She was "getting" me through the slats in our rocking chair.  She's just a nut...that's all.


Daddy's story:  When I graduated from high school my dad said I was going around saying "Free at last, free at last!  Thank God Almighty I'm free at last!"  (and I was, but I didn't want he and mom to KNOW that).

Anyway, anytime else that we moved on to a new thing in life he would say "Free at last, free at last!"

I know he's singing it for Elizabeth this weekend.

Wednesday, May 7, 2014

How'd you do that?

So, last night I crocheted this little bath cloth:

I think it's really cute and David likes that it puckers up a little and provides a good grip for a bath cloth.  We'll see if it is big enough when it's washed and looks a tad small to me, but these things do grow.

Anyway, I sent the pic to mom and she said, "how'd you do that?"  I told her I read the pattern and then made it up (what I got out of the pattern is that I was supposed to chain 5, create a ring, single crochet in the ring and then chain 7 off of the ring).  From there it was crocheting in the pink to create the body of the cloth...decreasing at the base and increasing at the tips of the flowers.  It really wasn't hard and I totally made it up once I did the first round.

And if I can figure out how to make it lay flatter then I'll definitely be blowing up this idea into a bath rug because that would be the cutest cutest thing in the world. (or placemats...)

Anyway, all of this is to say that crochet somehow makes intuitive sense to me.  I "learned" by watching Knit and Crochet Now! and Knitting Daily the process of the steps had been shown to me over and over (and yes, I watch them over and over and over)...but the act of creating items from makes perfect sense.  Once I figured out where to start my first stitch on a row, I was cruising!

I'm testing different stitch patterns out on bath cloths...I'll have a bunch by the time this is over...and what I like I'm making into stripes for the girls' bath mats...Liz's now has two, and I think I'm going to alternate these two patterns with the different colors to create a really run and very textured bath mat.  What I love about doing these mats in the single strand of cotton is that they can be thrown directly into the washing machine easily...we will see how they hold up, but I think they'll be good.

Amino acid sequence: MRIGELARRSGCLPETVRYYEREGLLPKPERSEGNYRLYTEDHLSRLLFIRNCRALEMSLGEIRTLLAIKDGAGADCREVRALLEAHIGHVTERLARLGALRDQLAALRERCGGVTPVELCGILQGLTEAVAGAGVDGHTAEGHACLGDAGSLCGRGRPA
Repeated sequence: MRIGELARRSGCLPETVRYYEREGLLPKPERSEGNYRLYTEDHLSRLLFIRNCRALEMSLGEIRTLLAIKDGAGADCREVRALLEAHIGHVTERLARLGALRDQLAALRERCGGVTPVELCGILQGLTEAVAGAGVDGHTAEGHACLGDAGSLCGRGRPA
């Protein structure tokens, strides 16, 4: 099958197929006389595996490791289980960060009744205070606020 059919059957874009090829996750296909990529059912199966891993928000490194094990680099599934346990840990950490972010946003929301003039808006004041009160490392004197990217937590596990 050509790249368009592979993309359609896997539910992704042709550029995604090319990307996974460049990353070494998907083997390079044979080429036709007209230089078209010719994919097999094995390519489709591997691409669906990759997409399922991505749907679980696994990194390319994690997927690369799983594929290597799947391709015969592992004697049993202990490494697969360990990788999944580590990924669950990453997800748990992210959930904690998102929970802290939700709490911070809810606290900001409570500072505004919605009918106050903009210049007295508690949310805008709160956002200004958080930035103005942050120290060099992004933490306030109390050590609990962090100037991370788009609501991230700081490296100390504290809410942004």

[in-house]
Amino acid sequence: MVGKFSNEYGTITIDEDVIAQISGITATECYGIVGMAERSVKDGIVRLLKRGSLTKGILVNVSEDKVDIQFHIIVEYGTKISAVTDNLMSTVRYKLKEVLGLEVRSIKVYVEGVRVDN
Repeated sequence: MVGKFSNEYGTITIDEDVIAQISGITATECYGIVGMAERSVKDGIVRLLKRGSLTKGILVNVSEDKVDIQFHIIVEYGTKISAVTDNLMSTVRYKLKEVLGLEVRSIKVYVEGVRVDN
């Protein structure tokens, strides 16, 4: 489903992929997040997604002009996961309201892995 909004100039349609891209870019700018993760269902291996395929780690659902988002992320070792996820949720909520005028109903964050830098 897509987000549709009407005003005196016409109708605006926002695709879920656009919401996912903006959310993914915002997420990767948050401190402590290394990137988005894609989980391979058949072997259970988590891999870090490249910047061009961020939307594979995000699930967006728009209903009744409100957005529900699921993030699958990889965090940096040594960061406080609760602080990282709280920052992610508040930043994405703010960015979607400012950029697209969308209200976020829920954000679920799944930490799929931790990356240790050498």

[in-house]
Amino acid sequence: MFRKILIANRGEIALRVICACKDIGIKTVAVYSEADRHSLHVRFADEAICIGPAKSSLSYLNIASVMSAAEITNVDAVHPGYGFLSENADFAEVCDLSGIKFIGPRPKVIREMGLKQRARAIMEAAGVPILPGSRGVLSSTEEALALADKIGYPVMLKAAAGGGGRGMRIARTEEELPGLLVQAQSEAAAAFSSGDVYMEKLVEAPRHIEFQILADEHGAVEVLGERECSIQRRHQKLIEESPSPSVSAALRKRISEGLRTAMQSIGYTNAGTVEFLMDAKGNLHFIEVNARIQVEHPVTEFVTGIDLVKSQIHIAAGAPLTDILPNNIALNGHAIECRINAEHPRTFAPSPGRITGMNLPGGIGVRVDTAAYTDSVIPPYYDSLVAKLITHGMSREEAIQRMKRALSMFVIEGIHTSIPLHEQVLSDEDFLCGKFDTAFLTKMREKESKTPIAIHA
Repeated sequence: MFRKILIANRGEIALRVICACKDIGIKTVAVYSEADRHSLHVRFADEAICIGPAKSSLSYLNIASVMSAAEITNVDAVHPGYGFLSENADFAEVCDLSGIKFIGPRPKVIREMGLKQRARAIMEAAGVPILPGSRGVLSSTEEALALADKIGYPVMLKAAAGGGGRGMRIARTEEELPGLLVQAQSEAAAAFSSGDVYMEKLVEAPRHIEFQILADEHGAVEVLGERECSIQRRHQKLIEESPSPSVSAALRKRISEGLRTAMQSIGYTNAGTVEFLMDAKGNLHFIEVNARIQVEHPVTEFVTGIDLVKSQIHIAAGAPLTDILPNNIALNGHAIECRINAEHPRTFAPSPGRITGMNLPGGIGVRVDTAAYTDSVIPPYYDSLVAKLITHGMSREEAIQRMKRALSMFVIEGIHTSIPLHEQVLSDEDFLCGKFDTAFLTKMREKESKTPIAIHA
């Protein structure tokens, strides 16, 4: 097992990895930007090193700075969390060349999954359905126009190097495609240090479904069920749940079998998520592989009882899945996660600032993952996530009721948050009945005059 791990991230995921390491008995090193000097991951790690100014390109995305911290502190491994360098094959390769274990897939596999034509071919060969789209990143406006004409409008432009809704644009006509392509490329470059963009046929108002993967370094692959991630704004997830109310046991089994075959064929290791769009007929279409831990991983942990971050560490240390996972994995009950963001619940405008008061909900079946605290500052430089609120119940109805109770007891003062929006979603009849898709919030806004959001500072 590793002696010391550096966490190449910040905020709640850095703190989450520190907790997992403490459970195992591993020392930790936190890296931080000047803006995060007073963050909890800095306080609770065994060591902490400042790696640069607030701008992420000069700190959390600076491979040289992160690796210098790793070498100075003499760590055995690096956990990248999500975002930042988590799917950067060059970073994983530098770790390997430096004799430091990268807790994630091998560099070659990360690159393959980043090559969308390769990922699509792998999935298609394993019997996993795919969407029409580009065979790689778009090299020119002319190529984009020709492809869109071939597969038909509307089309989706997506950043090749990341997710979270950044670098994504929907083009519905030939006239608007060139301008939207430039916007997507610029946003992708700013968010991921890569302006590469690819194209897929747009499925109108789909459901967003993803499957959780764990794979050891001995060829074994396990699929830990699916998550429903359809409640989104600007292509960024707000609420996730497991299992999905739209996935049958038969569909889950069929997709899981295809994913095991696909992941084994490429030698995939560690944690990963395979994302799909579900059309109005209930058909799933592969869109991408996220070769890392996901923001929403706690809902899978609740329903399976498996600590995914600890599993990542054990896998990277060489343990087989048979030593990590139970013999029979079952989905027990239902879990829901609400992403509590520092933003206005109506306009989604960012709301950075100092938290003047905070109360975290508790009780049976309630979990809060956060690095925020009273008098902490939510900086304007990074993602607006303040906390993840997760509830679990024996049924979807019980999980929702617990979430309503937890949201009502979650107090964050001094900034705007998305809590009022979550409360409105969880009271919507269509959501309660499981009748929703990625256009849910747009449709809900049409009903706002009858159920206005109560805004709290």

Daddy's story:  When I was younger my daddy had a "big old belly" and I used to tease him that he had a baby in that belly.  I would watch tv with him and prop my head on his belly while we watched.  That baby would "kick" and knock my head around and I would laugh and laugh.

Tuesday, May 6, 2014

Past Tense

I remember when I got the call that Daddy passed away, I thought "We have to refer to him in past tense now."  I know...weird English major...but that's me.  I think in terms of language, grammar and putting sentences together.

And I remember thinking "I don't know how to do that."

I am finding that it is extremely difficult to do.  It should be just a simple parsing of a verb.  Taking it from its infinitive form--to be--to past tense--was/were/been--...but man...that is so profound.

And I don't like all...not one tiny little bit.


What I'm noticing, and this is really interesting, is that I'm making the mistake and saying things like "Daddy tells this really funny story."  Or, as was the case on Friday last week at my student worker end-of-term party, "Daddy LOVES NutterButter cookies."  I had a whole roomful of pity filled eyes look at me when I made that grammatical error.  And it was really hard to see and kind of choked me up for a minute and I almost couldn't go on with the funny story about my daddy and the NutterButter cookies (I'll tell you below).